WASHINGTON (Reuters) - Boeing Co’s (BA.N) decision to stop production of its best-selling 737 MAX aircraft involved in two fatal crashes will impact U.S. economic growth and employment, but the pain may be brief and concentrated in areas where suppliers are located, analysts and executives say.
The biggest assembly-line halt in more than two decades at Boeing could cut first quarter 2020 gross domestic product growth by at least half a percentage point, economists estimated on Tuesday. The hit to GDP growth would come from a smaller inventory build.
Boeing holds unique sway in the U.S. economy as the largest U.S. goods exporter and also as the largest weight in the Dow Jones Industrial Average .DJI, the blue chip stock index tracked worldwide as a bellwether of wealth creation.
The suspension of production comes as the manufacturing sector is starting to regain its footing after being pressured by a 17-month trade war between the United States and China, which has eroded business sentiment and helped to undercut capital expenditure.
Since a global grounding of the Boeing 737 MAX in March that froze deliveries, the aircraft manufacturer continued production of the aircraft. The resulting surge in aircraft inventory offset the drag on GDP growth from reduced exports and business spending on equipment.
“With deliveries of the plane already halted, exports and investment in aircraft are unlikely to fall much further,” said Michael Pearce, a senior U.S. economist at Capital Economics in New York. “But the decision to stop producing means that the surge in inventories will end, resulting in a big drag on economic growth in the first quarter.”
Economists do not anticipate an impact on growth for the full year as production of the plane is likely to resume sometime in 2020. They expected the Federal Reserve, which last week signaled interest rates could remain unchanged at least through 2020, would view any weakness in first-quarter growth as temporary, provided the production pause did not extend beyond the first half of next year.
“Once production is resumed, we expect to also see sizeable effects through the GDP accounts,” said Robert Rosner, an economist at Morgan Stanley in New York. “Investment and export data will likely be boosted considerably as aircraft are shipped out, while inventories should decline.”
Federal Reserve Bank of Boston President Eric Rosengren expressed concern about Boeing’s problems.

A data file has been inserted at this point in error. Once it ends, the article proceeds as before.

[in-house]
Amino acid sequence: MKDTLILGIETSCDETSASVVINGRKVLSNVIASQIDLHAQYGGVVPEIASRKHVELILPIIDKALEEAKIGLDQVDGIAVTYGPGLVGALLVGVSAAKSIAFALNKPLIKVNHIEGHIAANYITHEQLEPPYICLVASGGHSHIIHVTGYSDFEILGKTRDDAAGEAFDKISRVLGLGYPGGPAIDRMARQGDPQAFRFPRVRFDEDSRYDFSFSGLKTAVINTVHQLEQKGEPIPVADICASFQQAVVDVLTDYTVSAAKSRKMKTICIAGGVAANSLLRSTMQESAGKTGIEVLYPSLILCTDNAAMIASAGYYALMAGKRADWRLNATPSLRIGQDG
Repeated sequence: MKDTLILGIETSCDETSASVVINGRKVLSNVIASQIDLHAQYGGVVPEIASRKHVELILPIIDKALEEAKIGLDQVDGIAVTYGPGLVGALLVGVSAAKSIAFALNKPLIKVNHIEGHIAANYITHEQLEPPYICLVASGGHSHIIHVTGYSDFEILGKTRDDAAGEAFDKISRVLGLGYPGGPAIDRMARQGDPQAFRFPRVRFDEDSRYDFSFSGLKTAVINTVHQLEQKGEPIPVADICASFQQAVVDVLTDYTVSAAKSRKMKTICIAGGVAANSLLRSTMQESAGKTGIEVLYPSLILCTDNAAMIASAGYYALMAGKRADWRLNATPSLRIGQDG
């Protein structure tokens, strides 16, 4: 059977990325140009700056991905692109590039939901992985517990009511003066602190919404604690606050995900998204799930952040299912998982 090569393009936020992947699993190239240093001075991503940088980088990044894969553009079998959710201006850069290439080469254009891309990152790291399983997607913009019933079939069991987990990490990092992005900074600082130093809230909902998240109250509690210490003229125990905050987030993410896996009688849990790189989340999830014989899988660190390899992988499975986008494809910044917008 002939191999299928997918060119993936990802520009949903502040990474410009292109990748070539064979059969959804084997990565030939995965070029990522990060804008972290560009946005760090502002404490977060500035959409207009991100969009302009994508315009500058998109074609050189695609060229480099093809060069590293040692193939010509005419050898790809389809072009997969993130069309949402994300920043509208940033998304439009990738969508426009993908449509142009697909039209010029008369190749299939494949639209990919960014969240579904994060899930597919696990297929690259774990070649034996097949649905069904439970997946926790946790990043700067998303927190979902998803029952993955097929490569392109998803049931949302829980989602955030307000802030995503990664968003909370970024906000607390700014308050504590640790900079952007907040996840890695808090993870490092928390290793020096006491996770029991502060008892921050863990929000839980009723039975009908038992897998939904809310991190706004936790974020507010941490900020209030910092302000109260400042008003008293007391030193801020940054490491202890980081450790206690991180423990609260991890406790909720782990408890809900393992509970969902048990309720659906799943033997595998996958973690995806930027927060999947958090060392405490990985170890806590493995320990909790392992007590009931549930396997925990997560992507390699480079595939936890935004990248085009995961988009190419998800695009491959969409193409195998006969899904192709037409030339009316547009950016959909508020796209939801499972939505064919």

“Boeing does employ a lot of people and one of our major exports has been Boeing planes,” he told Reuters. “It’s definitely not good news that Boeing is continuing to have difficulties getting their planes back up and running.”
Boeing has also had made a notable contribution to investors’ wealth. While its share price has lost a quarter of its value since March, it remains one of the past decade’s best-performing stocks, gaining more than 500%, roughly three times the gain for the entire Dow.
Its total market value has risen by nearly $145 billion in 10 years, and it has shelled out another $62 billion to its investors in the form of dividends and stock buybacks.
The effects of the production halt are likely to ripple through other sectors of the economy. Boeing has not said how long production will be frozen but the Society of Professional Engineering Employees in Aerospace, a union representing Boeing and its suppliers’ workers, said: “The company expects the shutdown to be measured in weeks, not days.”
Though Boeing has said it would not lay off any of the roughly 12,000 employees who make the 737, economists expect some of the more than 600 smaller companies in the supply chain to lay off or furlough employees, or cut their hours. These developments would impact on U.S. employment data.
Wichita, Kansas-based Spirit AeroSystems Holdings Inc (SPR.N), for example, already cut contractors and temporarily reduced the work week for employees to 32 hours in June. They went back to full-time employment in September.
Boeing is Spirit’s biggest customer. It makes an estimated 70% of the 737’s parts and employs 17,000 people around the world, including more than 10,000 in Wichita, where it is the biggest employer in a city of about 390,000 residents with a 3.1% unemployment rate.
Seattle, where the bulk of Boeing’s employee base is located, has an 3.3% unemployment rate.
Reporting by Lucia Mutikani, Heather Timmons and Howard Schneider; Additonal reporting by Andrea Shalal and Dan Burns; Editing by Lisa Shumaker